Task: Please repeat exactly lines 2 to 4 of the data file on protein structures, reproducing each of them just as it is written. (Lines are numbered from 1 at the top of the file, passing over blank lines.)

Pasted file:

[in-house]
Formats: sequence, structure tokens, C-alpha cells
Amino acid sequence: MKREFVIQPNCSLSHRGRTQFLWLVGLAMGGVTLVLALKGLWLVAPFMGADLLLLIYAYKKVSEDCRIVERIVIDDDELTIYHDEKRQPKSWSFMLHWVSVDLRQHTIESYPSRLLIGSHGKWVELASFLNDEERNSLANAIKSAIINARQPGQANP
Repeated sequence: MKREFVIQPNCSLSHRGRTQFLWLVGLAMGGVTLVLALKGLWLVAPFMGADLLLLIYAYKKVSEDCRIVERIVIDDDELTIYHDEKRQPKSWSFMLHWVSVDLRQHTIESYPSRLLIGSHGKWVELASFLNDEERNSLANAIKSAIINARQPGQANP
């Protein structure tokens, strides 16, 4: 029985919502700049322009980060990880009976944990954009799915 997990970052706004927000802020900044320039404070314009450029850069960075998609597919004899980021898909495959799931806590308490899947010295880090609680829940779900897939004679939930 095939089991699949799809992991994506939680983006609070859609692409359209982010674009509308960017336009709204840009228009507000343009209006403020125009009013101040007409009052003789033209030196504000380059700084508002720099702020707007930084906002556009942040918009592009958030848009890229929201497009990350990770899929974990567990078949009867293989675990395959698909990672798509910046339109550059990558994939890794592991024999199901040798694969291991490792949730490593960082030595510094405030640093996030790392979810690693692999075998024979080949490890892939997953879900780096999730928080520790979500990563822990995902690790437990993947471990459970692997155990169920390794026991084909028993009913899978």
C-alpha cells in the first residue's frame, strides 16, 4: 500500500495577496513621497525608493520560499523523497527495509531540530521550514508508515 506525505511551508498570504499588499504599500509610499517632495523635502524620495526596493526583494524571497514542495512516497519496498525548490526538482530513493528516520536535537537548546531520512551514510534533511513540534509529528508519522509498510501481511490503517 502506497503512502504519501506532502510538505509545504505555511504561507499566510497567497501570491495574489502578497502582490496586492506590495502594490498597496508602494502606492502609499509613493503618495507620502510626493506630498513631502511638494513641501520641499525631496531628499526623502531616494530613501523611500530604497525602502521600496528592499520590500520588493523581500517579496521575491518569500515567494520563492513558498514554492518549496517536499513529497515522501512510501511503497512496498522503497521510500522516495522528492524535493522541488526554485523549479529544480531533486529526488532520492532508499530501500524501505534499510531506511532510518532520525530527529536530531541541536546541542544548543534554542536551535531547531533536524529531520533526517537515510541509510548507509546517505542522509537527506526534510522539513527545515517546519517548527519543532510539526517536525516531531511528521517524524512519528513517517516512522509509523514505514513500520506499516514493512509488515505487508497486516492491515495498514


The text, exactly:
Formats: sequence, structure tokens, C-alpha cells
Amino acid sequence: MKREFVIQPNCSLSHRGRTQFLWLVGLAMGGVTLVLALKGLWLVAPFMGADLLLLIYAYKKVSEDCRIVERIVIDDDELTIYHDEKRQPKSWSFMLHWVSVDLRQHTIESYPSRLLIGSHGKWVELASFLNDEERNSLANAIKSAIINARQPGQANP
Repeated sequence: MKREFVIQPNCSLSHRGRTQFLWLVGLAMGGVTLVLALKGLWLVAPFMGADLLLLIYAYKKVSEDCRIVERIVIDDDELTIYHDEKRQPKSWSFMLHWVSVDLRQHTIESYPSRLLIGSHGKWVELASFLNDEERNSLANAIKSAIINARQPGQANP